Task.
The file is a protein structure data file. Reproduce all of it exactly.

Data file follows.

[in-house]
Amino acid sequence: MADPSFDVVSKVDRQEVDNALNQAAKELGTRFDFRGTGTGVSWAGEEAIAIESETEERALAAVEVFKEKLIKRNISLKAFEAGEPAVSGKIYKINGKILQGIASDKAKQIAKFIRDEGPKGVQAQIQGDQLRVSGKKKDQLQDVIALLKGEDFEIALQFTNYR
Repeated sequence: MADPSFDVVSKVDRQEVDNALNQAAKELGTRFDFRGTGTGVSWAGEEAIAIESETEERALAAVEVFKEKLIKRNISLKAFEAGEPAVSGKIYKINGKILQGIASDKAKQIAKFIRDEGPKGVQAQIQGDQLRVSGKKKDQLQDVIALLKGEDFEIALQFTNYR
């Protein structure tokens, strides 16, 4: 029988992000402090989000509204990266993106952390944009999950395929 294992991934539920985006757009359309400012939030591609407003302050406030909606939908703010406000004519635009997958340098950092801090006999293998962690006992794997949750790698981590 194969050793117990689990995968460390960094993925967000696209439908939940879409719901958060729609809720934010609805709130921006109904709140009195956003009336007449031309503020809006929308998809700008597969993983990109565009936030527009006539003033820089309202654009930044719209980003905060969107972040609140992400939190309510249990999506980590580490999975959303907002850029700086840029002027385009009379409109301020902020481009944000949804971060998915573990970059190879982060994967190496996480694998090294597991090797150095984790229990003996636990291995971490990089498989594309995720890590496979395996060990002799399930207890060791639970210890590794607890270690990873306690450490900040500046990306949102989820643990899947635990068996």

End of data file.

[in-house]
Amino acid sequence: MADPSFDVVSKVDRQEVDNALNQAAKELGTRFDFRGTGTGVSWAGEEAIAIESETEERALAAVEVFKEKLIKRNISLKAFEAGEPAVSGKIYKINGKILQGIASDKAKQIAKFIRDEGPKGVQAQIQGDQLRVSGKKKDQLQDVIALLKGEDFEIALQFTNYR
Repeated sequence: MADPSFDVVSKVDRQEVDNALNQAAKELGTRFDFRGTGTGVSWAGEEAIAIESETEERALAAVEVFKEKLIKRNISLKAFEAGEPAVSGKIYKINGKILQGIASDKAKQIAKFIRDEGPKGVQAQIQGDQLRVSGKKKDQLQDVIALLKGEDFEIALQFTNYR
């Protein structure tokens, strides 16, 4: 029988992000402090989000509204990266993106952390944009999950395929 294992991934539920985006757009359309400012939030591609407003302050406030909606939908703010406000004519635009997958340098950092801090006999293998962690006992794997949750790698981590 194969050793117990689990995968460390960094993925967000696209439908939940879409719901958060729609809720934010609805709130921006109904709140009195956003009336007449031309503020809006929308998809700008597969993983990109565009936030527009006539003033820089309202654009930044719209980003905060969107972040609140992400939190309510249990999506980590580490999975959303907002850029700086840029002027385009009379409109301020902020481009944000949804971060998915573990970059190879982060994967190496996480694998090294597991090797150095984790229990003996636990291995971490990089498989594309995720890590496979395996060990002799399930207890060791639970210890590794607890270690990873306690450490900040500046990306949102989820643990899947635990068996």